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Satellite workers without "remote native"

Published : Oct 26, 2022
Not on the current edition
This blip is not on the current edition of the Radar. If it was on one of the last few editions it is likely that it is still relevant. If the blip is older it might no longer be relevant and our assessment might be different today. Unfortunately, we simply don't have the bandwidth to continuously review blips from previous editions of the Radar Understand more
Oct 2022
Hold ?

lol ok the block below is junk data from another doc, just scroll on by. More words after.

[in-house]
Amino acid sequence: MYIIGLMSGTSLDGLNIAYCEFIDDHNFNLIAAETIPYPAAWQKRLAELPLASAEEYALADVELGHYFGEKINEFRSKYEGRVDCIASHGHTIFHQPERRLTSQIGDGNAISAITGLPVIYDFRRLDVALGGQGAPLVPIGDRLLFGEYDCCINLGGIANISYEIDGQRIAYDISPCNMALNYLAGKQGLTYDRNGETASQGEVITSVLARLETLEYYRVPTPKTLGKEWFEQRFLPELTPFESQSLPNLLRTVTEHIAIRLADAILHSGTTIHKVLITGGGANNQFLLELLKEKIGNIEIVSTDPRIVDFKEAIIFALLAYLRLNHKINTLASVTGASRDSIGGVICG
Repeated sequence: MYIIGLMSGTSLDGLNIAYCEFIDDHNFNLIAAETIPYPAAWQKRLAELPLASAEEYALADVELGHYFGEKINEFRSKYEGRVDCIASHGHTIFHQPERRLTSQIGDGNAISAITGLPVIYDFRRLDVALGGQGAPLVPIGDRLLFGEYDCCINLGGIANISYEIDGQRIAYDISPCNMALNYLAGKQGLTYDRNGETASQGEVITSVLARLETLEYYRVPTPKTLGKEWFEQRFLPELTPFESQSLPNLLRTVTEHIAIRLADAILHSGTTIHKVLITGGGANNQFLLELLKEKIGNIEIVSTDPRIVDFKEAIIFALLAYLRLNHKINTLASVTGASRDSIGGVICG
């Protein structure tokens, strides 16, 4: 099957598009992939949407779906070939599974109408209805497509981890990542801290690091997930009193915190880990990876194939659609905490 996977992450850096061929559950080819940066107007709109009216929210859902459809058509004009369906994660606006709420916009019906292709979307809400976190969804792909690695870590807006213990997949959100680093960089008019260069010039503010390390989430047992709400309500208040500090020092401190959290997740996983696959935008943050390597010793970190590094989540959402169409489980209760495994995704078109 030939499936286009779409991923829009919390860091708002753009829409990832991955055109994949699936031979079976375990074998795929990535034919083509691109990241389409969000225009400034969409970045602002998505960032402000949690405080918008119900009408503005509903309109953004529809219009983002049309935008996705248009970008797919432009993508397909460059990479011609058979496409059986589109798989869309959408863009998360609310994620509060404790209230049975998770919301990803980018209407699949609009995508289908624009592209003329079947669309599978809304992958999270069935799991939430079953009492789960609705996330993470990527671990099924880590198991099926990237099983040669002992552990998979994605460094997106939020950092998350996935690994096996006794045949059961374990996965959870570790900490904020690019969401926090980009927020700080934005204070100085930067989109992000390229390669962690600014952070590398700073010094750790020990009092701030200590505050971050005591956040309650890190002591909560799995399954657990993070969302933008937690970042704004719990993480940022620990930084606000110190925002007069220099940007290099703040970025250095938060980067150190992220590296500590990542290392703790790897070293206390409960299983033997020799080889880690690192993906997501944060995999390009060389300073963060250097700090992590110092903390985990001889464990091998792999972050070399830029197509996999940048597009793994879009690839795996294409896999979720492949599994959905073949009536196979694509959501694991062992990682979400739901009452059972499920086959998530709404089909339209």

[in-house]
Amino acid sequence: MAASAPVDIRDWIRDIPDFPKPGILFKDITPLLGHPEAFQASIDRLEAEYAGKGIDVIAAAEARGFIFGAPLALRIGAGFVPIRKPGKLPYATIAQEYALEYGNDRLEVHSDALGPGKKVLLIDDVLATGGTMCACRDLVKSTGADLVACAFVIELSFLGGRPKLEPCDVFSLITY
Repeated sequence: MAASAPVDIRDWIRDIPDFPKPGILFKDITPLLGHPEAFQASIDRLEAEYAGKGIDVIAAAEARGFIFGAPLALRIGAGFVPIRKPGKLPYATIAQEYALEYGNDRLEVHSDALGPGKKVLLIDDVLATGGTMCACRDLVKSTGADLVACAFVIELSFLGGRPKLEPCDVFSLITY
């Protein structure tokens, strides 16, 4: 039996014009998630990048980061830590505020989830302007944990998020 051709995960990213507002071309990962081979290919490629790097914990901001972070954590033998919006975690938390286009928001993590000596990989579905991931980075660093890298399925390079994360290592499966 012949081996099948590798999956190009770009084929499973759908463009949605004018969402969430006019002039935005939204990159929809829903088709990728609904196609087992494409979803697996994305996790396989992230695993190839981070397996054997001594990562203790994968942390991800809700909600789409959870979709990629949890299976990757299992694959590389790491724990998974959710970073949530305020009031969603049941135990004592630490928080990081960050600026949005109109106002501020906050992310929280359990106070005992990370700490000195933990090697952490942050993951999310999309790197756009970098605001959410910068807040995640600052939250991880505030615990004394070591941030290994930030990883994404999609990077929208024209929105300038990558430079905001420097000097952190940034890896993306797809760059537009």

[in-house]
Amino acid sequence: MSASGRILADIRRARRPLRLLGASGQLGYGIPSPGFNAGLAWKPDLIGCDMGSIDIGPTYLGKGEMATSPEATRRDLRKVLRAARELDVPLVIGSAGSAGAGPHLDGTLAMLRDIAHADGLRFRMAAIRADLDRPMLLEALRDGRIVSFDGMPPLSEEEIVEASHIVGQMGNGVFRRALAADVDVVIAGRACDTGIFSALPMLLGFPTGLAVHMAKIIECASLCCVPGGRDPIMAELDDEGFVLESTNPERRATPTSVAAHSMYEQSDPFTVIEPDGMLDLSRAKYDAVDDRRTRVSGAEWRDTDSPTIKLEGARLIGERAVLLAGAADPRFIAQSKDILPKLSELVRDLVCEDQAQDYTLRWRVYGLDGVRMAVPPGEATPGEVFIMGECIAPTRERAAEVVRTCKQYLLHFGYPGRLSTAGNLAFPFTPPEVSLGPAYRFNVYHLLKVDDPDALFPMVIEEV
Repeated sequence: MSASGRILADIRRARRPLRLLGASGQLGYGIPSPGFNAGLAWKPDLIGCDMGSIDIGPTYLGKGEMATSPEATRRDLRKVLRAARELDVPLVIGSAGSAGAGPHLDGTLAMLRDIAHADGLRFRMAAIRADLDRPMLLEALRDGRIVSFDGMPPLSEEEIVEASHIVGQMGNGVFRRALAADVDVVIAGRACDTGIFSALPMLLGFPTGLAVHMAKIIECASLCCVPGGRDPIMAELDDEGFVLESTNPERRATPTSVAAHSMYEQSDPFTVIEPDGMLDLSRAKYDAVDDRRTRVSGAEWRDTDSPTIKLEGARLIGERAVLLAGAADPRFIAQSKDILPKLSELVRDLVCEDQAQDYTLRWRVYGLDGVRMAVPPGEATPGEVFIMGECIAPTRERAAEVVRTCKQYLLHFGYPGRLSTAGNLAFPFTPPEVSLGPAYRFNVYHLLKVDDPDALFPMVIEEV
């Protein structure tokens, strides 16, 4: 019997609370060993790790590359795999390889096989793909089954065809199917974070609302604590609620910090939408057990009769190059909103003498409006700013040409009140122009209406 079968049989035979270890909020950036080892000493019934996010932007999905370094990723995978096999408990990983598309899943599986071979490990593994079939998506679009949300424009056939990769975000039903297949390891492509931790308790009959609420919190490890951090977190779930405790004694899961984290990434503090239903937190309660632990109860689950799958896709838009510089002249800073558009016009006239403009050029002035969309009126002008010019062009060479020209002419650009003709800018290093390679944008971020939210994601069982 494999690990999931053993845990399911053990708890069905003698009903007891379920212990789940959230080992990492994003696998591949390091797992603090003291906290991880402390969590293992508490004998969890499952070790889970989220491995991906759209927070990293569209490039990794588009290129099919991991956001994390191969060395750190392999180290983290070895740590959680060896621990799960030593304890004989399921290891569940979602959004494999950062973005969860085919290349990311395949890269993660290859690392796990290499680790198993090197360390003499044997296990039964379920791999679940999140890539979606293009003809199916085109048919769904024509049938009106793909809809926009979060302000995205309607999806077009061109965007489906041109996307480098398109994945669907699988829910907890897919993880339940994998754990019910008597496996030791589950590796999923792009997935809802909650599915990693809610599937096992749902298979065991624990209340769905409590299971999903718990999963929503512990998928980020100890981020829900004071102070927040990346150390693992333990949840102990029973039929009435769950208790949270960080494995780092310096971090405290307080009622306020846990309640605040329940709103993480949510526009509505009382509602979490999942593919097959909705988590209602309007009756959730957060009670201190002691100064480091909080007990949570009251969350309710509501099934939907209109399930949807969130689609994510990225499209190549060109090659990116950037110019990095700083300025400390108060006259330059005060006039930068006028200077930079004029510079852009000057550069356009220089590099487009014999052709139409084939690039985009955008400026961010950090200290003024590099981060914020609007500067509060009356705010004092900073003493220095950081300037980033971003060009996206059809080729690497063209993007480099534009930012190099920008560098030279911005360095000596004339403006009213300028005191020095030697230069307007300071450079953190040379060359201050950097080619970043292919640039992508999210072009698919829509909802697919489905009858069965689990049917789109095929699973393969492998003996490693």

The term "remote team setup" does not just describe one setup; it encompasses multiple patterns and flavors. And many teams have been changing patterns recently. They're coming out of the "everybody always remote" mode that was forced on them by a pandemic and moving into a pattern of (often rotating) satellite workers, where part of the team is co-located and part of the team is remote. We see many of them failing to properly consider what this means for their ways of working. Satellite workers without "remote native" ways of working is a slip back into privileging co-located practices. In a setup with satellite workers, it's important to still use "remote native" processes and approaches by default. For example, if the co-located part of the team joins a meeting together, they should still all be on their individual laptops to participate in digital collaboration or meeting chat. Teams need to be aware of the risk of excluding their satellite workers and creating silos and feelings of exclusion. If you know that you'll always have at least one satellite team member, the default ways of working should assume remoteness.

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